The troops safely defused an improvised explosive device (IED) placed by the Abu Sayyaf bandits inside a hut at Sitio Gabban in the village of Kabuntakas, Patikul, Sulu.

Ensign Chester Ian Ramos, Task Force Zambasulta information officer, said the Marine Battalion Landing Team-10 (MBLT-10) troops were conducting clearing operation around 9 a.m. Friday when they noticed an IED triggering device.

Ramos said the IED was buried on the ground inside the hut in an area, which is believed to be an encampment of the Abu Sayyaf bandits.

Ramos said the Marines’ explosive ordnance demolition (EOD) team recovered an ammonium nitrate fuel oil (ANFO)-type improvised bomb with 81-millimeter mortar ammunition as the main charge and mechanical pressured-type triggering device.

He said the troops also recovered two empty cartridges, 81-mm and two empty cartridges 60-mm in the area.

“The IED was buried inside the hut with a set of flashlight placed on the ceiling to inflict casualty to curious person who will attempt to check the flashlight,” he said.

He said the troops have also found newly-built huts with a lecture area, lookout post, and anti-artillery dug-ins during the clearing operations.

The discovery of the IED came a day after the Marine troops killed in a clash two Abu Sayyaf bandits in the nearby village of Danag, Patikul, Sulu.

Pentagon Gang strikes again, takes 4 captives

From the Philippine Daily Inquirer (Apr 5): Pentagon Gang strikes again, takes 4 captives

A group of gunmen, believed to be members of the Pentagon Gang and based in Maguindanao, is holding at least four persons captive, including an architect, after snatching them in the town of Shariff Aguak in Maguindanao province on March 29.

Authorities confirmed the kidnapping only on Saturday.

Senior Supt. Rolen Balguin, city police director, identified the captives as Jason Cababayao, whose family owns J Trade Concrete Products and Construction Supply in General Santos City; architect Raulito Suyom Jr.; Francis Wong and Rho Steven.

Balquin said based on the initial details of the case, the victims were heading to this city in a white Mitsubishi Strada pickup on March 29, when they were stopped by armed men along the national highway in Shariff Aguak.

He said the victims were to meet a client here.

Facebook post

Wong, on his Facebook page, wrote (unedited) at 6:56 a.m. on March 29 that he was “Off to Cotabato City with my partners project meeting with Raulito Suy-Suy Suyom Jr. Jason Cababayao Rho Steven—feeling blessed.”

It was the last post he made in his Facebook account before the kidnapping.

Balquin said there had been reports the suspects had already made contact with the captives’ families and are demanding a P10-million ransom. He said, however, that the reports are still being double-checked.

He said the police’s antikidnapping group had taken the lead in the investigation and is determining the identities of the suspects.

But past cases of kidnappings here had been pinned on the so-called Pentagon Gang, which has links with the Abu Sayyaf.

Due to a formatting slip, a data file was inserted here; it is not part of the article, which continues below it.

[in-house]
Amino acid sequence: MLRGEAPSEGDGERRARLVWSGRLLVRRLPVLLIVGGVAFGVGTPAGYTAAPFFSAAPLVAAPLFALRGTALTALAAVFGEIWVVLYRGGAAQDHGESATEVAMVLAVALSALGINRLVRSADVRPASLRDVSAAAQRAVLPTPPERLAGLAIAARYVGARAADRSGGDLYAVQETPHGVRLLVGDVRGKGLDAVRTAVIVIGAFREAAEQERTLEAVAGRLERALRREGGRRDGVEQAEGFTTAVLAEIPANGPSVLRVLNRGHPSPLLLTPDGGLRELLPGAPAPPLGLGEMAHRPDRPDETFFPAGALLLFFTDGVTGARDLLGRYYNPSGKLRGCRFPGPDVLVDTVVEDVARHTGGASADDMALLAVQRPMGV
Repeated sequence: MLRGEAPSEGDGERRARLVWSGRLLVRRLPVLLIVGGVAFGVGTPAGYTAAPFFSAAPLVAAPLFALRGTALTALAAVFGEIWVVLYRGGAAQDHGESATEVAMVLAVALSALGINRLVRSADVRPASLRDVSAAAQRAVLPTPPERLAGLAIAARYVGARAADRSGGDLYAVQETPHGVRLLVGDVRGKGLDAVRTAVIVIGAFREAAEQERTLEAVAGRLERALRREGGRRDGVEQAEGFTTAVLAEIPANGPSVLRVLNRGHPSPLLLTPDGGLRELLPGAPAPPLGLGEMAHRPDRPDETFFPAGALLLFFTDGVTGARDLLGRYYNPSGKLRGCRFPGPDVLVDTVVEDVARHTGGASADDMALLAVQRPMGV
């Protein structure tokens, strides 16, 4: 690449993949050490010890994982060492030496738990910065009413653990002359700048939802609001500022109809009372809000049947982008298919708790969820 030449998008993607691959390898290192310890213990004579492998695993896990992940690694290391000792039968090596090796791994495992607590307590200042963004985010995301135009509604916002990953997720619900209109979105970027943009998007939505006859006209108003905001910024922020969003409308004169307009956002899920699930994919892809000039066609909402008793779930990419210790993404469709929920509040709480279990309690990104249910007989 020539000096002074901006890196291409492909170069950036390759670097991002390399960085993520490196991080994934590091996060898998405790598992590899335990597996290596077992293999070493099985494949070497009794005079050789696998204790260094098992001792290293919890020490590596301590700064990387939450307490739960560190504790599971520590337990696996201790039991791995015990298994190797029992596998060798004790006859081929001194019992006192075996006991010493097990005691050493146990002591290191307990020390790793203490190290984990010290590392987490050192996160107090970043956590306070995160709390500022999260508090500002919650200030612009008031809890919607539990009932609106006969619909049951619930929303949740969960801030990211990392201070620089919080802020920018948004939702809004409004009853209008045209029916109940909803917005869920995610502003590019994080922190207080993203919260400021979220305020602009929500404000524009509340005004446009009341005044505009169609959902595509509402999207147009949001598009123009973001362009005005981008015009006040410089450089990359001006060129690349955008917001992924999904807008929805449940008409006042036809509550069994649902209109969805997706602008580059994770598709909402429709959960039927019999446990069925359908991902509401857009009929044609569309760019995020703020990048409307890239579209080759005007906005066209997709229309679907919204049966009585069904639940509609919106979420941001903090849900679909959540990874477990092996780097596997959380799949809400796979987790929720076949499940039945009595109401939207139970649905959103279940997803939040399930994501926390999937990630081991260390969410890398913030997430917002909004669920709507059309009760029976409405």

The Pentagon Gang had been founded in the 1980s by former Moro National Liberation Front commander Faisal Marohombsar, who was later slain in a clash with government troops. It operates through smaller cells that are spread throughout Mindanao.

In Central Mindanao, the gang is headed by Alonto Tahir, a diabetic former Moro rebel leader.

Past victims

Among the gang’s previous victims include Italian priest Fr. Giuseppe Piarantoni, who was snatched on Oct. 17, 200, while celebrating Mass in Dimataling, Zamboanga del Sur.

The group was also blamed for the 2001 kidnapping of five Chinese engineers working on a government irrigation project in North Cotabato.

Although the gang appeared to have lain low, it continues to be a threat and is behind a string of kidnappings in Mindanao.

In 2007, the gang snatched five engineers working for the Philippine National Oil Company in North Cotabato.

In October 2013, it struck again in this city and seized an Indian national who operates a mall in Central Mindanao areas.

Mike Khemani, of the Sugni chain of stores, escaped from captivity about two months later.

Rebel killed, soldier hurt in Sorsogon clash

From the Philippine Star (Apr5): Rebel killed, soldier hurt in Sorsogon clash

A suspected New People’s Army (NPA) guerrilla was killed while an Army trooper was wounded in an encounter in Magallanes town in Sorsogon last Thursday.

Pfc. Richard Tablate was rushed to the Sorsogon Doctors’ Hospital for treatment while the military has yet to identify the slain rebel.

Tablate and his companions from the Army’s 31st Infantry Battalion (IB) were verifying reports about the presence of armed men in Barangay Tagas when they clashed with a band of insurgents, said Col. Cesar Idio, chief of the 903rd Infantry Brigade.

Idio said the rebels set off an improvised explosive device (IED), but no one was hurt in the blast.

Troops recovered two M-16 Armalites, an IED and five backpacks at the scene of the encounter.

Meanwhile, two soldiers and a civilian were killed while six others were wounded in another NPA attack in San Miguel town in Surigao del Sur last Wednesday.